Betting on a Global Crapshoot
You have to hand it to Wall Street. It wreaks havoc on the global economy, and the rest of us - as taxpayers - prop it up so that it can do it all over again.
We give the Wall Street banks trillions of dollars in bailout money, and they still fail to do their job, which is to loosen credit and provide the liquidity that businesses and consumers need. A major hedge fund - Cerberus Capital - plays chicken with President Obama in his effort to save Chrysler. Bankers spend millions lobbying to stop Congress from providing help to homeowners facing foreclosure. And, having failed to stop a Credit Card Bill of Rights in the House of Representatives, the banksters now aim to kill it in the Senate.
Because Bank of America, CitiBank, AIG, Goldman Sachs and the others are "too big to fail," Treasury Secretary Tim Geithner continues to redistribute astronomical sums of money from taxpayers to these giants of finance capitalism. And, predictably, they use our money to remain too big to fail as they extend their power in the most predictable ways. Thanks to us, the taxpayers, bankers still "own" the US Senate, as Sen. Dick Durbin (D-Illinois) put it. Thanks to us, the insurance companies and health maintenance organizations still have the clout to keep single-payer health care "off the table." And thanks to us, the huge financial supermarkets like CitiBank can still block a reenactment of anything like the New Deal's Glass-Steagall Act, which kept the high-rollers in investment banks from gambling with "the people's savings" in commercial banks. For those who forgot, Wall Street pushed the repeal of Glass-Steagall in 1999.
Why so many Americans put up with - and pay for - Wall Street's continued power, I will never understand, for all the easy ideological answers. I only know that Wall Street's power remains a fact of life, and not just for the United States. Kept alive by taxpayer dollars and government printing presses, the finance capitalists on Wall Street fully expect to continue shaping the global economy in their own image, exporting to the world the same high-risk derivatives that created the present crisis.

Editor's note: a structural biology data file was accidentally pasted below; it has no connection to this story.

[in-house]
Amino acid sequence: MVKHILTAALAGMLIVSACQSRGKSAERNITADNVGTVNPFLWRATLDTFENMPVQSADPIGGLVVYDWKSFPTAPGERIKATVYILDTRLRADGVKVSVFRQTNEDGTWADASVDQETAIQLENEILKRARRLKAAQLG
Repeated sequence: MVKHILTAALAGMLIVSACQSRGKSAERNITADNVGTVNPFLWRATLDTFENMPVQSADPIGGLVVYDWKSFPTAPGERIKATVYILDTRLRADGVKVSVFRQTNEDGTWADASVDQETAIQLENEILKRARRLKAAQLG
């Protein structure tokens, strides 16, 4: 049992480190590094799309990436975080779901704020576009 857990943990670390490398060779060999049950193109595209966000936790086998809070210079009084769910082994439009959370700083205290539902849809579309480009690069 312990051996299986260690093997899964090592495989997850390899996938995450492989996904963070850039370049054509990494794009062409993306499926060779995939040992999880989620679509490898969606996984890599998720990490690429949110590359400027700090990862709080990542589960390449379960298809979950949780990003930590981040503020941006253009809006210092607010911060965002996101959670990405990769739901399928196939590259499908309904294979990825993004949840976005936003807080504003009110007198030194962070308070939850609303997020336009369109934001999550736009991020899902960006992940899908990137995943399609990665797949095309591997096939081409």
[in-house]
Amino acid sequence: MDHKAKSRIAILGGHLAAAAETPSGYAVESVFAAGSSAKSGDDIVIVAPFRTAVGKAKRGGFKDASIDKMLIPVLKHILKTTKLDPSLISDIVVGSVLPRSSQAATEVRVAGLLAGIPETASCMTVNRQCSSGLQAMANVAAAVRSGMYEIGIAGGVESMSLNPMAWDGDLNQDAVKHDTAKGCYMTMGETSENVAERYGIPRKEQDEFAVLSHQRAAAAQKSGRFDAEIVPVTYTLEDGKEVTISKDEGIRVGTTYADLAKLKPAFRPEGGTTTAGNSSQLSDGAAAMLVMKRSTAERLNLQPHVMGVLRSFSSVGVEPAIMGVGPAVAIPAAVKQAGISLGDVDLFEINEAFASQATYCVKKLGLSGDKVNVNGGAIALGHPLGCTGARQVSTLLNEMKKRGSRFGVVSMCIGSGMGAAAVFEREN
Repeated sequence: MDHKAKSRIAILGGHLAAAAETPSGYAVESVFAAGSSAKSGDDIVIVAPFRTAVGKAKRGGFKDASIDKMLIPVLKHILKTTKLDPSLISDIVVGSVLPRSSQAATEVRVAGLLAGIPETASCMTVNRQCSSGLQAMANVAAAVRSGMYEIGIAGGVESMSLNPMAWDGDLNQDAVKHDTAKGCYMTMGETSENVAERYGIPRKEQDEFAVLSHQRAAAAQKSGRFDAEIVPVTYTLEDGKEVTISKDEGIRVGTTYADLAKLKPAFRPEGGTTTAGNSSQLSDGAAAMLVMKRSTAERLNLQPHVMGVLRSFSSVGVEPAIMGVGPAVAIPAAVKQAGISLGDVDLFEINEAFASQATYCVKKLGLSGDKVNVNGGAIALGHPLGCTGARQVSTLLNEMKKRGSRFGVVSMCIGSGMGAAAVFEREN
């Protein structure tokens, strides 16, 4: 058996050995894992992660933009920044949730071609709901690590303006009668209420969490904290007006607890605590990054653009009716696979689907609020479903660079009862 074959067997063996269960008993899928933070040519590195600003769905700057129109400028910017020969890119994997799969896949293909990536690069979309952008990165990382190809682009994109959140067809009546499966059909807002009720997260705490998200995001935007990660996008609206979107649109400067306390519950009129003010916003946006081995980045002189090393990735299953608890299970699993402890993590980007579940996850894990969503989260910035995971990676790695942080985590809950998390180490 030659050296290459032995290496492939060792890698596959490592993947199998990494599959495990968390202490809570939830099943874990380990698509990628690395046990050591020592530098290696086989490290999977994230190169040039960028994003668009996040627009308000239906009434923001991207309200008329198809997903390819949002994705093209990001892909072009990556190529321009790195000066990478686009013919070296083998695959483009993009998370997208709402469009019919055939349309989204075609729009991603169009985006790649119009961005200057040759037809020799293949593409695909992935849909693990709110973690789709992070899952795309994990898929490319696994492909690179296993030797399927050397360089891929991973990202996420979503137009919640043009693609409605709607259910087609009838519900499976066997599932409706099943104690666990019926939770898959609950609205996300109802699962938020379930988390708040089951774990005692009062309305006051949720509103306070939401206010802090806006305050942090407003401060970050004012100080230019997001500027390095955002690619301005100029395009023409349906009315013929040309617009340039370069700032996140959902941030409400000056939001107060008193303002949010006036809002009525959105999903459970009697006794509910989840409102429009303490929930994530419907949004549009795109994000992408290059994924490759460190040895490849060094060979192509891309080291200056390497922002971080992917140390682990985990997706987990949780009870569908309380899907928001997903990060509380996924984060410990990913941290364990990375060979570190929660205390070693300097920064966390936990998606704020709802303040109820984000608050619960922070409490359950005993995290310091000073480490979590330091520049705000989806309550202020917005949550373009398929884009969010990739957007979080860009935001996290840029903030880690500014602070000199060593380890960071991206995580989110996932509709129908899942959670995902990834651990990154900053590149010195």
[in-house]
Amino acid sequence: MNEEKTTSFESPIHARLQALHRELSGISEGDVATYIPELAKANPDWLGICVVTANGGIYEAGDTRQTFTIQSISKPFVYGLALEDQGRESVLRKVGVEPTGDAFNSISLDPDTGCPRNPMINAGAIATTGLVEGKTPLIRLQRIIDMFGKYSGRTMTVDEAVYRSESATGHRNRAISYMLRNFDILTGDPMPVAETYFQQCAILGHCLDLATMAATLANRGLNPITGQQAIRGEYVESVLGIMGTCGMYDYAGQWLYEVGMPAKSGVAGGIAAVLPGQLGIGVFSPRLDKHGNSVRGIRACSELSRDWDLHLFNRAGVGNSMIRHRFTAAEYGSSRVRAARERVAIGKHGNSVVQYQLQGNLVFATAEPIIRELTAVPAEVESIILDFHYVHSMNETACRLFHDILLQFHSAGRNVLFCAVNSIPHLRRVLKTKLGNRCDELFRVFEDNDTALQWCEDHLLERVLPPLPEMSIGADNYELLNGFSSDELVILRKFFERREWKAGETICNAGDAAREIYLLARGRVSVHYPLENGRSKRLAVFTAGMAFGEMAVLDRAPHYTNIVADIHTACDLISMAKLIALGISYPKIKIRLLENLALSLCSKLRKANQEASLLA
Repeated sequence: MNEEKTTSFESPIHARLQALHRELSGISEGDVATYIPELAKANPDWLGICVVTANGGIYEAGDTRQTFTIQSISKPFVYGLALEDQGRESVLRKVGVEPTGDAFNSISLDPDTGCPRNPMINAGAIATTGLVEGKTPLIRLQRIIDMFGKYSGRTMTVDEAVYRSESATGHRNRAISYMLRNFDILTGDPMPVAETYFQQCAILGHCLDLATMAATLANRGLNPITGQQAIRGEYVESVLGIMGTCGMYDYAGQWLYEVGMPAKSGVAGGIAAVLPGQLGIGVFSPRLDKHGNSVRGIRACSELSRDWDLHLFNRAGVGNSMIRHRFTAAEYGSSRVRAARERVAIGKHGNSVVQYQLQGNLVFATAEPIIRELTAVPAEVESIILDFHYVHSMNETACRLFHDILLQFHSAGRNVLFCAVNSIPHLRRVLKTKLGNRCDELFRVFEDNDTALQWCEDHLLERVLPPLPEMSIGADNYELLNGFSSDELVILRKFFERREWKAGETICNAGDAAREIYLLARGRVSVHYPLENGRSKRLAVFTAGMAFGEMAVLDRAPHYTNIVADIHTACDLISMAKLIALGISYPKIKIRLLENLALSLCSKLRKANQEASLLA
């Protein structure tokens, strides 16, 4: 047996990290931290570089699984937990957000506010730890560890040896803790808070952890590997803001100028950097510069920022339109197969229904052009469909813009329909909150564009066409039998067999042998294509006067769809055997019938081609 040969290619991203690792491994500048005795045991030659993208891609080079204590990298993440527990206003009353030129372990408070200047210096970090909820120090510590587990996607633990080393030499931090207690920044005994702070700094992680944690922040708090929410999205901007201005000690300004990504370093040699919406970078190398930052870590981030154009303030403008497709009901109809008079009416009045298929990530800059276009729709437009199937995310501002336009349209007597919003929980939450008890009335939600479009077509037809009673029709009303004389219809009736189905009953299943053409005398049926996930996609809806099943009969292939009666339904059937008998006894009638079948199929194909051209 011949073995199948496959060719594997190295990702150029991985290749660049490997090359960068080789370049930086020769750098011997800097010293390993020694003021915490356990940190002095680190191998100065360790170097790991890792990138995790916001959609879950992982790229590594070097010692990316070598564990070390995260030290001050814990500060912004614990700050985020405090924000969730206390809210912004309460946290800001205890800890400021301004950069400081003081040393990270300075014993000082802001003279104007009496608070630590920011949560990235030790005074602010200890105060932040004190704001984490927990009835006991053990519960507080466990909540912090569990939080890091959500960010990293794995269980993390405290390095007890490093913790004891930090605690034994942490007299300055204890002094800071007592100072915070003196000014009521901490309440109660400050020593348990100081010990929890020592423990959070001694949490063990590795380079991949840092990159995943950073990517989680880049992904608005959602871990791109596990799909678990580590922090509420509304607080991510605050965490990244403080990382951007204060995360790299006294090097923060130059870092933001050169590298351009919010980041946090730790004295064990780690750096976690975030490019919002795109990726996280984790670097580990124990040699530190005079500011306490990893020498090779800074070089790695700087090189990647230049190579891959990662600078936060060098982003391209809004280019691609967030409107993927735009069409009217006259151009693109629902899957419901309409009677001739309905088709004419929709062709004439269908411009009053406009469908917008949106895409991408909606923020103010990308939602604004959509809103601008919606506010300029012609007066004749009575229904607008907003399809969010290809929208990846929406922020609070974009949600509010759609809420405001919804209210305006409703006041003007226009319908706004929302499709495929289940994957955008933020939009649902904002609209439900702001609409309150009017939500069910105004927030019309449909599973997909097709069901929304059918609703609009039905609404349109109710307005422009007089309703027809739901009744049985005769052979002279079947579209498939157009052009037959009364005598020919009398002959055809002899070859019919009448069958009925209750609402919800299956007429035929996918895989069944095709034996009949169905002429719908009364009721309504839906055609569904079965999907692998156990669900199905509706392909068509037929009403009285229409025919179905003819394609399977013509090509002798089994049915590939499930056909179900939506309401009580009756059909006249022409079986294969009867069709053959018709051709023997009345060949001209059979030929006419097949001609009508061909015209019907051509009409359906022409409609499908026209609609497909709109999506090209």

Derivatives come in many flavors, from currency futures that minimize the risks of international trade to the credit default swaps on which the failed insurance giant AIG owed billions of dollars that it could not pay. Some derivatives, such as crop futures, go back at least as far as the ancient Greeks. Others depend on modern computers, instantaneous global communications, and revolutionary breakthroughs in mathematics, such as the work on determining the value of derivatives that brought Robert Merton and Myron Black the Nobel Prize for Economics in 1997. Some derivatives pose no serious threat except to those who bet on them. Others can be, in Warren Buffet's prophetic words, "financial weapons of mass destruction, carrying dangers that, while now latent, are potentially lethal."' Buffet said this in 2002, and we are now living through precisely the dangers he predicted.
The problem should be obvious. From farming the land to building a better mousetrap, all economic activity entails some degree of betting - on when it will rain, how the market will respond, or other factors beyond control. The truly dangerous derivatives, though ostensibly designed to manage risks, involve betting on a complex series of other bets. A local bank bets that a homeowner will pay off her mortgage. An investor bets that a package of mortgages will pay appreciably more than he has to pay. Other investors bet on an index of packaged mortgage prices. And so the uncertainty grows, to the point that even the most brilliant investors with the fanciest mathematical models have no way of knowing how much risk they are taking. And neither have the governments who would regulate them.
Before the current crisis, this global crapshoot had grown into a multitrillion-dollar industry, depending on which derivatives are included and how they are valued. The financial engineering of these derivatives is one of the major fields in which the United States holds a comparative advantage internationally, and Wall Street and its defenders eagerly promote how much of a contribution these products could make to America's balance of payments. Purely in economic terms, this potential would prove alluring to policy-makers, no matter who sits in the Oval Office. But key members of President Obama's economic team, such as Tim Geithner and former Treasury Secretary Larry Summers, seem especially unlikely to suggest reforms and regulations that would seriously tie Wall Street's hands in exporting American-style finance capitalism.
To their credit, many on Wall Street and their friends in government have accepted the inevitability of increased regulation of the entire financial services industry, including the "shadow banking system" of investment banks and insurance companies. But the defenders of financial engineering insist on remaining free to create ever more complex derivatives, with all the incalculable risks they pose to the global economy. Will Obama and the Democratic-led Congress leave Wall Street with the freedom to rule and ruin? Or will wiser heads prevail? The debate has only just begun.